This was the day the Association officially cancelled the first regular season games of the '98-'99 campaign. Atrocious news for all basketball fans. The Magic had 6 contests scratched off their schedule (with plenty more to come). Penny Hardaway didn't really come up with any groundbreaking statements, which displayed how very little informed many of the players were on the situation. On the other hand, Darrell Armstrong appears more than frustrated with his comments.
The damage had been done as far as failing to avoid another tarnishing of the NBA goes. Unfortunately for us spectators, the owners and players union really didn't do enough to prevent the existence of two lockouts in just 13 years. Especially considering how much momentum, resulting from the phenomenal 2011 Playoffs, could have been carried over into the '11-'12 season. We've visually witnessed what work stoppages did to the likes of baseball, hockey, and the NBA when it came to massive attendance, fan interest, and revenue losses resulting from bad negotiating. It's like having both your legs chopped off when you were trying to improve your vertical leaping ability. The punishment far outweighs any possible gains you were expecting to make.
For the people of Orlando's sake, this Lockout needs to end pronto. The City Beautiful has the most on the line. A superstar potentially bailing whether a game is played or not, and an All-Star Weekend that would bring much needed fan fare and revenue to our downtown area. No season or a severely shortened one means David Stern can't award this community another All-Star Game until possibly 2014, promises or not.
Area pro basketball fans can make other plans for Nov. 3.
That was to be the night the Orlando Magic tipped off their 10th NBA season by hosting the Dallas Mavericks at Orlando Arena.
On Tuesday, the NBA canceled the first two weeks of the regular season after the players union and owners failed to make any substantial progress in their labor dispute.
``The fact that they had to cancel games must mean that things are getting pretty bad,'' Magic guard Penny Hardaway said. ``I don't think anybody ever thought it would come to this.''
The 411 NBA players, including some 200 free agents, have been locked out since July 1. All basketball operations have been shut down indefinitely, pending a new collective bargaining agreement.
With no breakthrough in sight, the start of training camps, which had been slated for Oct. 6, as well as the exhibition season, had been earlier casualties of the labor impasse.
``The reality is that the owners had no choice,'' NBA Commissioner David Stern said.
In addition to the Mavericks' game, other Orlando Arena homedates scrapped on Tuesday are a Nov. 11 contest with Sacramento and former Florida point guard Jason Williams, and a Nov.13 meeting with Toronto and former Daytona Beach Mainland High star Vince Carter.
Altogether, the Magic will lose six games. Early November road contests at Miami, Detroit and Toronto also were wiped out. There is no chance those games can be made up later.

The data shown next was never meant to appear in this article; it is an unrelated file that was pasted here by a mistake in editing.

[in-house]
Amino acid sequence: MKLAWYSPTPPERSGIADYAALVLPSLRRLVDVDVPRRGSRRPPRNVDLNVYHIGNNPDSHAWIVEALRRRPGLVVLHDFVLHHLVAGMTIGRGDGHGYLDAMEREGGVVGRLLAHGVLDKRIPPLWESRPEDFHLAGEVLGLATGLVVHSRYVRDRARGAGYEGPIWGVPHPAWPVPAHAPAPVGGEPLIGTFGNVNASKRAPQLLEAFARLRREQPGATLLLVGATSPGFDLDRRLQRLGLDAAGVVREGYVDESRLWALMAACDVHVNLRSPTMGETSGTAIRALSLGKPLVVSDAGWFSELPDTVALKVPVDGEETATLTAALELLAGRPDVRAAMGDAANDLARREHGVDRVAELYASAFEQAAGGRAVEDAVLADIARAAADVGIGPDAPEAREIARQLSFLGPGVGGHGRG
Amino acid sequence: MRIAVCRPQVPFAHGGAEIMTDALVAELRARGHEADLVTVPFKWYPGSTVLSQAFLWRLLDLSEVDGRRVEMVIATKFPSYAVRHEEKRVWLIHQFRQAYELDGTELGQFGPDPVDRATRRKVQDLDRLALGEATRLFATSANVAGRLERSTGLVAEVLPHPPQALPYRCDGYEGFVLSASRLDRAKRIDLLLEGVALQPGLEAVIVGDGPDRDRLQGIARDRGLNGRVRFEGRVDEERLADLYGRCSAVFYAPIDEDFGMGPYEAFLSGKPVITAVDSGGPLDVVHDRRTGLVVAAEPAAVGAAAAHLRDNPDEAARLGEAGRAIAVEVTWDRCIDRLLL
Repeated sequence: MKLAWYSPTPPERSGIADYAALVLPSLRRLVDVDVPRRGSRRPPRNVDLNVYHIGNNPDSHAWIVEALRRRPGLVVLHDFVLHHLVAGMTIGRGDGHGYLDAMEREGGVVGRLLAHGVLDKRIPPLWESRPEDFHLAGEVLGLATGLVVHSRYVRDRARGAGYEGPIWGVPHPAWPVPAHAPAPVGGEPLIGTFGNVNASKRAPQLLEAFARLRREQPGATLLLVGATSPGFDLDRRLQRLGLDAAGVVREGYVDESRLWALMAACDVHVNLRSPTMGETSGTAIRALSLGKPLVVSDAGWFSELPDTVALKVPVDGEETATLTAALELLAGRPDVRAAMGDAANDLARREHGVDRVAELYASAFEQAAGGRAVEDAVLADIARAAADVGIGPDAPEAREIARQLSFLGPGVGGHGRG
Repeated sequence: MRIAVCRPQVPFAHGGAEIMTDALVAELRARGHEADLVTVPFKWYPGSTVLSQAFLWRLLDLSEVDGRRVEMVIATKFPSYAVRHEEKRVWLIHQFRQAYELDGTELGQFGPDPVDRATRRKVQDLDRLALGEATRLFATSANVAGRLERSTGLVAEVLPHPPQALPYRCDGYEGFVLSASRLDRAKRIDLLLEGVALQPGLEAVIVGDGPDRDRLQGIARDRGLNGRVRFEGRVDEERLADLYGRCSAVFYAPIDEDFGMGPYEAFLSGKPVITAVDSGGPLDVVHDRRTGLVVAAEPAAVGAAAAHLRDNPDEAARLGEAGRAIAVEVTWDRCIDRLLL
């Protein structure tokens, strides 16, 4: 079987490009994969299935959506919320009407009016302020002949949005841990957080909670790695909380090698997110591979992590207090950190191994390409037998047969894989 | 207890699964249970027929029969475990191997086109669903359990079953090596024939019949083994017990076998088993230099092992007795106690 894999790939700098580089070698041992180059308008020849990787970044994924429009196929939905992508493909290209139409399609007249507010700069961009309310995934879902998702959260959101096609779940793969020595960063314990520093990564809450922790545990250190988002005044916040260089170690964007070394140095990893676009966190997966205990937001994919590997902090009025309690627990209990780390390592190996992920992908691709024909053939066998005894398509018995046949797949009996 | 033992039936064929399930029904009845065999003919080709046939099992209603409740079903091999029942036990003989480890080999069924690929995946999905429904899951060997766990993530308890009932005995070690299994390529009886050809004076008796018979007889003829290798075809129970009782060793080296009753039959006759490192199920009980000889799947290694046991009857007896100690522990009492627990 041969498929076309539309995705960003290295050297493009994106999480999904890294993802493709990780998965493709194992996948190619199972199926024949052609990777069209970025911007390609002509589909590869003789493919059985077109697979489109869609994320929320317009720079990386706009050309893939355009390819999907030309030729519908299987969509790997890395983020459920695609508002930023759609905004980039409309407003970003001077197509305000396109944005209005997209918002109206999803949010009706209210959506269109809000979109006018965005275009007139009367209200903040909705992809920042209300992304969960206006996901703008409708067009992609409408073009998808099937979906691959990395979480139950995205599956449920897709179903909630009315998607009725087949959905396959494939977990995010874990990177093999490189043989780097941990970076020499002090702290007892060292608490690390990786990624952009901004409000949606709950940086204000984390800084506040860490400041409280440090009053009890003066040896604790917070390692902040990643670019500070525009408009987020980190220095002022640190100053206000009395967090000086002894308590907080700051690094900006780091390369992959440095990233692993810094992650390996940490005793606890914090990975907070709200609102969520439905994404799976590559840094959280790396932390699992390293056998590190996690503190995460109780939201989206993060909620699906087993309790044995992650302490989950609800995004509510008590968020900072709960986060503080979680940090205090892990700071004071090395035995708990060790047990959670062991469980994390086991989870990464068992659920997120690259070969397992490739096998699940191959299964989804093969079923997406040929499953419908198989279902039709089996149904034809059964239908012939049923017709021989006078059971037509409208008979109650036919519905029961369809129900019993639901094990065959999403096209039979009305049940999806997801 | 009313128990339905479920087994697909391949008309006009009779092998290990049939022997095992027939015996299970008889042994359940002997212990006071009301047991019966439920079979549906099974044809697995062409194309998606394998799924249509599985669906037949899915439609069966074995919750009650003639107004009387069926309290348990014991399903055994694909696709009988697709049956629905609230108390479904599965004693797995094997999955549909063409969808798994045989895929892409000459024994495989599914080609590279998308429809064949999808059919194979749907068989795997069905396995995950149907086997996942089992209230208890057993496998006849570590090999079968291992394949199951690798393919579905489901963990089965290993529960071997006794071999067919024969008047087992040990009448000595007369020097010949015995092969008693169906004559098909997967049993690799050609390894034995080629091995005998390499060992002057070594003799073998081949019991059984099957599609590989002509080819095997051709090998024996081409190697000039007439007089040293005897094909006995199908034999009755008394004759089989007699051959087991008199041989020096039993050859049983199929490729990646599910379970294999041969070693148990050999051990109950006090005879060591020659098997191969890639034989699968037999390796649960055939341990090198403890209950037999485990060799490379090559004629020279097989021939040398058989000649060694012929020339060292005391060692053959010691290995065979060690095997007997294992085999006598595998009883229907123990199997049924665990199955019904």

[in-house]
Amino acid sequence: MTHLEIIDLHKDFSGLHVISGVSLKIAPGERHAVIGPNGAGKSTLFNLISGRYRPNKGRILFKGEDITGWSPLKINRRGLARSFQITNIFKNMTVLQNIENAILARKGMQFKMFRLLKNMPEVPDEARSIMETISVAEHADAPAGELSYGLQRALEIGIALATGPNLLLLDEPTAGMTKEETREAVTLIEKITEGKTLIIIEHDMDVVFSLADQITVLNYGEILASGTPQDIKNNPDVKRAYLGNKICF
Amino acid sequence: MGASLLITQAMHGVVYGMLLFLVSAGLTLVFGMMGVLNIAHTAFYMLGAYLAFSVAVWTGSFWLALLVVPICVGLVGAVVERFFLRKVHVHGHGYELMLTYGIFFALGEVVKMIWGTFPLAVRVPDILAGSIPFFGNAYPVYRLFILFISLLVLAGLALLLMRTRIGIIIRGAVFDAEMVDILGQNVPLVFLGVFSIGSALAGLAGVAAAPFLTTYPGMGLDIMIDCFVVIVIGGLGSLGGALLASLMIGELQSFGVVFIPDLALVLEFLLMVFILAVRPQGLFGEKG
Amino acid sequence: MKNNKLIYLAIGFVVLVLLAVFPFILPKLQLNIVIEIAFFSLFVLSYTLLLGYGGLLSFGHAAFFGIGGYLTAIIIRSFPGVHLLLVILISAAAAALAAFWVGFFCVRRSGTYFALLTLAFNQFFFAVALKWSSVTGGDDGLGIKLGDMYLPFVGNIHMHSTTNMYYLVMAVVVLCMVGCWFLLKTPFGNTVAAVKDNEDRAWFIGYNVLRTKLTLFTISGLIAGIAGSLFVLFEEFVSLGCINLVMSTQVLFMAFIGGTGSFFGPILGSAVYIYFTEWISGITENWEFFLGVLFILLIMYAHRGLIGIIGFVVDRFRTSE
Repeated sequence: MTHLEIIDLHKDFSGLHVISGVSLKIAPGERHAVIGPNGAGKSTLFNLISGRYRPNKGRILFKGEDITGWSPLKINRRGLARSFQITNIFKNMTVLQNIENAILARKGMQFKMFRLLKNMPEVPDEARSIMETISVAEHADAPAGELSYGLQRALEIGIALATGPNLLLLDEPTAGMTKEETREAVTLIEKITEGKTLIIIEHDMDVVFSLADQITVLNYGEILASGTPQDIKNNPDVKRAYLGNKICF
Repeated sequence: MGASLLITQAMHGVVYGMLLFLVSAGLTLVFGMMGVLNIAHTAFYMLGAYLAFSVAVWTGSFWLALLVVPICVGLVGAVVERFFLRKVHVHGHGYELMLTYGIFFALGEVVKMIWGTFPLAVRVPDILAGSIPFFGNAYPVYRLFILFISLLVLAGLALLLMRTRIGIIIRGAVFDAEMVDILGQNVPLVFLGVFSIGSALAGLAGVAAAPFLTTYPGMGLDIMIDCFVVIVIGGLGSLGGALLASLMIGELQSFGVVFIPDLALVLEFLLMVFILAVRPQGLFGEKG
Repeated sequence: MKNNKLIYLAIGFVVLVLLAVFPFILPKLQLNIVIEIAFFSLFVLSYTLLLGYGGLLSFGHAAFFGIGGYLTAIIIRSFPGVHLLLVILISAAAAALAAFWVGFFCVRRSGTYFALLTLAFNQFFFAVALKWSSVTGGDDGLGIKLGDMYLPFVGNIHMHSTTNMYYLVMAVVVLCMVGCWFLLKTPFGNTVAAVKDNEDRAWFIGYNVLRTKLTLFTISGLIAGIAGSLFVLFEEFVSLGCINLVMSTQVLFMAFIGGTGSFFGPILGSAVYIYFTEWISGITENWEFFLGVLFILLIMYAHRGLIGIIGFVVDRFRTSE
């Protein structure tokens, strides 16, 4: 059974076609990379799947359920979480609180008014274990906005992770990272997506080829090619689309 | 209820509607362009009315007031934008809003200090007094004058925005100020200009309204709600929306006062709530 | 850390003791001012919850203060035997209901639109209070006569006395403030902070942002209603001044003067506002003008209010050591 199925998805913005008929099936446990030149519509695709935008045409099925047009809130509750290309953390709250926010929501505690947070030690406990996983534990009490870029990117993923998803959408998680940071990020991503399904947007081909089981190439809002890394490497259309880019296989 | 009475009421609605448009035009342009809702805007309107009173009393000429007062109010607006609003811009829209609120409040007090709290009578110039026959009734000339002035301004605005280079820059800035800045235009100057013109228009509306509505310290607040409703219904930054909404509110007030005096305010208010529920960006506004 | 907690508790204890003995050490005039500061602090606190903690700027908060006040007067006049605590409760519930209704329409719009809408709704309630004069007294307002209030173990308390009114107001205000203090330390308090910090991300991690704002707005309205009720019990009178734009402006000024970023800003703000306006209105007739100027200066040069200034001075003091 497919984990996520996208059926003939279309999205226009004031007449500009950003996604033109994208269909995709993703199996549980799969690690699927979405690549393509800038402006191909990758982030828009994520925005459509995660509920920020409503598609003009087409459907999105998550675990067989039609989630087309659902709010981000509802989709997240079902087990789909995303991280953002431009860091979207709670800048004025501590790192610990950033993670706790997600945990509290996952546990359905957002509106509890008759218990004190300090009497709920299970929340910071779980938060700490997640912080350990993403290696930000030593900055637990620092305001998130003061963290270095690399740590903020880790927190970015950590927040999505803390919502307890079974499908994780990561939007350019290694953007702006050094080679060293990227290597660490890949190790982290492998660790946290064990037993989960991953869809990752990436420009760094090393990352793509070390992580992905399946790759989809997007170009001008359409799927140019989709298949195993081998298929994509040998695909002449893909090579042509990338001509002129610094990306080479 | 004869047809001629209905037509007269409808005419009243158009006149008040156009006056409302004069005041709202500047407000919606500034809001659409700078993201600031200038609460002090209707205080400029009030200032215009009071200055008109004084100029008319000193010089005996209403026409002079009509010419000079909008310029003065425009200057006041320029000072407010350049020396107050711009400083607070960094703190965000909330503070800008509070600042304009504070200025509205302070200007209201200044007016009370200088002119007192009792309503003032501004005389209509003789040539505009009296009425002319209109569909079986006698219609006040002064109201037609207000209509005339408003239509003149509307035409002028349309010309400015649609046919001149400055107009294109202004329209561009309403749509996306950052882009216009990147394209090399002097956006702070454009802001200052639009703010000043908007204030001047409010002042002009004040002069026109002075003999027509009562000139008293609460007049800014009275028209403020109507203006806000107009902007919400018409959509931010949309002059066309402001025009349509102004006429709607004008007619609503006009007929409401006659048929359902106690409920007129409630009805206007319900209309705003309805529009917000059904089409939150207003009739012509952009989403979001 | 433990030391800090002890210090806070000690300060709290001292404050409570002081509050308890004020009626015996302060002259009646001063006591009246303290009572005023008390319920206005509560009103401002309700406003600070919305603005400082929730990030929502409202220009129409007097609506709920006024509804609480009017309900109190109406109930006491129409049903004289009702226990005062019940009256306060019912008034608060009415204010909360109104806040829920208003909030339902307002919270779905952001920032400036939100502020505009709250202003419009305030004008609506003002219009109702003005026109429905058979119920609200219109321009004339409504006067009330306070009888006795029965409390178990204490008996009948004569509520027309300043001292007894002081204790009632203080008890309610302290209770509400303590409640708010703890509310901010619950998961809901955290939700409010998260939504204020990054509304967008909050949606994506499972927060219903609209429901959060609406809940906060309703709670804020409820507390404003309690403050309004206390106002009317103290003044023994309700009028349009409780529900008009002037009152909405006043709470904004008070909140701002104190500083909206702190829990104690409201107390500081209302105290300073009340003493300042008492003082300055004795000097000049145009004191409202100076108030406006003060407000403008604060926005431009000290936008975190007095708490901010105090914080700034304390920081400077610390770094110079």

``I know the fans are really going to be getting involved now [voicing their displeasure],'' Hardaway said.
``But the owners are trying to do what's best for them and we're trying to do what's best for us. All we can do now is hope that no more games are canceled.''
A more pressing concern for players, however, may be the lost wages they'll face as a result of the lockout. NBA contracts are typically structured to pay a set amount for each of the 82 regular-season games.
Salaries are handed out every two weeks and will vary in amount depending on the number of games played during a particular pay period.
The union and owners are awaiting a decision by arbitrator John Feerick as to whether the 200-plus players currently with guaranteed contracts are entitled to receive their money.
The Magic have only five players under contract for the 1998-99 season: Hardaway, Horace Grant, Nick Anderson, Bo Outlaw and Johnny Taylor. Together they stand to lose more than $1.4 million for the six games canceled.
The Magic have eight more players who are free agents, though not all of them were expected to return: Danny Schayes, Darrell Armstrong, Derek Strong, Gerald Wilkins, Derek Harper, Kevin Edwards, David Benoit and Jason Lawson.
``Both sides have been moving too slow on this, so you had to expect that this would happen,'' Armstrong said. ``I'm very disappointed. Even if you put the money issues and everything aside, the bottom line is I love to play basketball. This [lockout] hurts the fans, and it hurts us, too.''
Orlando picked up four more players in the June NBA draft, including a trio of first-rounders - Michael Doleac, Keon Clark and Matt Harpring, along with second-rounder Miles Simon. All of their careers remain on hold.
Oddly enough the rookie salary scale, which was one of the key issues in the previous collective bargaining agreement, appears to be one of the few issues that both sides agree upon. The rookies are expected to have their minimum contract expanded from three years to five years with club options on the last year.
If and when an agreement is reached, there will be a mad scramble to get players signed and into abbreviated training camps.
``The worst part,'' Atlanta-based agent Stephen M. Woods said, ``is that whenever this is resolved, [free-agent] players are going to have something like 15 minutes to make decisions that will affect them for the rest of their lives.''
For better or for worse, the players insist they've gone too far to turn back.
``We've waited this long, so there's no reason to break from the union ranks right now,'' Armstrong said.
``The damage has already been done. We're already supposed to have been in the second week of training camp. But I guess both sides are doing what they think is right.''